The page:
Mar 15–18, 2020

How does graph data help inform a self-organizing network?

Denise Gosnell (DataStax)
1:45pm2:25pm Wednesday, March 18, 2020
Location: LL20A
Secondary topics:  Streaming and IoT

Who is this presentation for?

Data engineers, data architects, developers

Level

Intermediate

Description

If you use electricity in the United States, you likely contribute to a distributed and hierarchical graph every moment of your day.

Within those green boxes outside your home or business, your power company likely uses an edge-computing network to distribute readings of voltage levels from one power recipient to another. Readings are collected over a time interval and communicated back to a central monitoring system via a self-organizing sensor network. In the real world, these sensors are free to communicate with any nearby sensor or tower. This communication structure creates dynamic, hierarchical structures within a graph dynamic and ever evolving in structure.

The transfer of power between a plant and your home creates one of the most beautiful, dynamic, distributed, and complex graph problems we interact with constantly.

Denise Gosnell demonstrates how hierarchical data works within the nation’s power grid. She introduces you to hierarchies in edge computing with IoT sensors, the problem statement, data, and schema she uses in her examples. You’ll set up and apply the concepts from hierarchically structured data to solve a real-world problem from the power industry. Once you’re familiar with the hierarchies, you’ll become comfortable with the flood of terminology and discover where they fit into the overarching problem.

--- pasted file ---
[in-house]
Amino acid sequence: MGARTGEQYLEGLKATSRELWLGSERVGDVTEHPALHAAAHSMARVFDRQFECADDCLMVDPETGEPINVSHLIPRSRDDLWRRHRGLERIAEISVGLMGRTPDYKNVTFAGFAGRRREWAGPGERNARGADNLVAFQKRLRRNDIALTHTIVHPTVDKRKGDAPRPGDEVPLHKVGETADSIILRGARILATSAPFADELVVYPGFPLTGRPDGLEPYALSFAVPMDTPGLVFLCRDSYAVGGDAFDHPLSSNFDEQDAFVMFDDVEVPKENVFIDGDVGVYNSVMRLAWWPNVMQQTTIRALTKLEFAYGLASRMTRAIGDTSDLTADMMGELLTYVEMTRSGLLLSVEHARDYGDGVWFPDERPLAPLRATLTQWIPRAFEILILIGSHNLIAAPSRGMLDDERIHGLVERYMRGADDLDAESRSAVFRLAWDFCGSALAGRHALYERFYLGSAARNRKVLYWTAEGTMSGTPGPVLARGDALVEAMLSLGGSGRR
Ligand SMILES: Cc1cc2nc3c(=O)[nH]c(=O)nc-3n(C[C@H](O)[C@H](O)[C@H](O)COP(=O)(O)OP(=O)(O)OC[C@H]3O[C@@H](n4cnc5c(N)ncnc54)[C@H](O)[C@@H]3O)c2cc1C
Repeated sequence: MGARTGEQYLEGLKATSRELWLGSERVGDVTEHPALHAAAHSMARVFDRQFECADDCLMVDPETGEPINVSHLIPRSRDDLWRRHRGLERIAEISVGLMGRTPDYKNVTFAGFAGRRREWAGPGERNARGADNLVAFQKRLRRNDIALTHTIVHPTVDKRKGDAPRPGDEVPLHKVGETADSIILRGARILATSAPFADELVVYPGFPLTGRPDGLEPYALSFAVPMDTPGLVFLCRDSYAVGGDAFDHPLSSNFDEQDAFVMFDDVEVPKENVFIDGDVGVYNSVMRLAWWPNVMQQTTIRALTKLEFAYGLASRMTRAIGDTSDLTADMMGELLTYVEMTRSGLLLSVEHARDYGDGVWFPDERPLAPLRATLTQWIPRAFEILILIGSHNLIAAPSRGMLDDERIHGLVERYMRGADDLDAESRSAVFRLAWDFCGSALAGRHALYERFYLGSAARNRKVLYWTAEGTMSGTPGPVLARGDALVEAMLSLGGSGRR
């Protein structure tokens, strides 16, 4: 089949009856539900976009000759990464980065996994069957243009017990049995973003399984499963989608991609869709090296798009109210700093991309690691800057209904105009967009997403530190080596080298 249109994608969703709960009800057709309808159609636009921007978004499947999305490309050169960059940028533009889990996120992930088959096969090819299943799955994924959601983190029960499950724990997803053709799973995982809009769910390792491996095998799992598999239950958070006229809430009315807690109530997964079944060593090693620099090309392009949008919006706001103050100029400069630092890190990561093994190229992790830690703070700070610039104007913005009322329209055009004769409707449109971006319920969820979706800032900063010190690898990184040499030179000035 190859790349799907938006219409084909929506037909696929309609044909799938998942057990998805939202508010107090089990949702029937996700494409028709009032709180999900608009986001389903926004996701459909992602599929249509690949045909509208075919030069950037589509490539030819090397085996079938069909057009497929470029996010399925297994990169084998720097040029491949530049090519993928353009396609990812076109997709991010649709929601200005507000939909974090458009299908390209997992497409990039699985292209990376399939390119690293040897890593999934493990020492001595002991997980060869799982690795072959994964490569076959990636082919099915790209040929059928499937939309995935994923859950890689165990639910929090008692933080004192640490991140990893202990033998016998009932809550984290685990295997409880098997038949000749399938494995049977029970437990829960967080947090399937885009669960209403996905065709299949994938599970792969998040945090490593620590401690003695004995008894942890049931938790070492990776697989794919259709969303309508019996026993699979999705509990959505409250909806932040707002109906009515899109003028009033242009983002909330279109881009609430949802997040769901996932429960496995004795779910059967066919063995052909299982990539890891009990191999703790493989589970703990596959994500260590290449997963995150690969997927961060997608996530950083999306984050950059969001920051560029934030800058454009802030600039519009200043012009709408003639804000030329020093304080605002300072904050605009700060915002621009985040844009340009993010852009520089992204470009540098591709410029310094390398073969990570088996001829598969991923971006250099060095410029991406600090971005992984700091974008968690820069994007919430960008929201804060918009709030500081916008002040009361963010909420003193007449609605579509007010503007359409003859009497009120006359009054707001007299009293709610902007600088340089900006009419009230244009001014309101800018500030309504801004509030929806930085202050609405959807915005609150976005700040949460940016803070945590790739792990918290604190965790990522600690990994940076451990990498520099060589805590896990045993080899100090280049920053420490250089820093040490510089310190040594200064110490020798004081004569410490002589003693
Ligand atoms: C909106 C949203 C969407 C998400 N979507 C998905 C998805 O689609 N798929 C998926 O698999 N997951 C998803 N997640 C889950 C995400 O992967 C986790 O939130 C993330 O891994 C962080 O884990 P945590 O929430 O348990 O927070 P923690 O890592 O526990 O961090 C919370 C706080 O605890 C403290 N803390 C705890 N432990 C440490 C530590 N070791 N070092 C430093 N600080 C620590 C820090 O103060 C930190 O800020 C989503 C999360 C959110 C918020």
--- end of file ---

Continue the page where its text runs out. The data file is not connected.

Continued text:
There are two main styles of queries for working with hierarchical data. The first query pattern walks from the bottom of the hierarchy to the top, or from leaves to roots. As you can probably guess, the other query pattern walks the reverse direction, from roots to leaves. Before you leave, you’ll see how the dynamic topology of a self-organizing network proactively informs failure scenarios for a power company.

The extended version of this content is available in The Practitioners Guide to Graph Data.

Prerequisite knowledge

  • General knowledge of graph data

What you'll learn

  • Identify hierarchical graph data within a communication network about the power grid
  • Learn how to use the Apache TinkerPop Gremlin query language to perform basic recursive queries on the data using depth-first search and translate the structure of the hierarchical data into a way to proactively inform failure scenarios within the problem domain
Photo of Denise Gosnell

Denise Gosnell

DataStax

As the Chief Data Officer of DataStax, Dr. Denise Koessler Gosnell applies her experiences as a machine learning and graph data practitioner to make more informed decisions with data. Prior to this role, Dr. Gosnell joined DataStax to create and lead the Global Graph Practice, a team that builds some of the largest distributed graph applications in the world. Dr. Gosnell earned her Ph.D. in Computer Science from the University of Tennessee as an NSF Fellow. Her research coined the concept “social fingerprinting” by applying graph algorithms to predict user identity from social media interactions.

Dr. Gosnell’s career centers on her passion for examining, applying, and advocating the applications of graph data. She has patented, built, published, and spoken on dozens of topics related to graph theory, graph algorithms, graph databases, and applications of graph data across all industry verticals. Prior to her roles with DataStax, Gosnell worked in the healthcare industry, where she contributed to software solutions for permissioned blockchains, machine learning applications of graph analytics, and data science.

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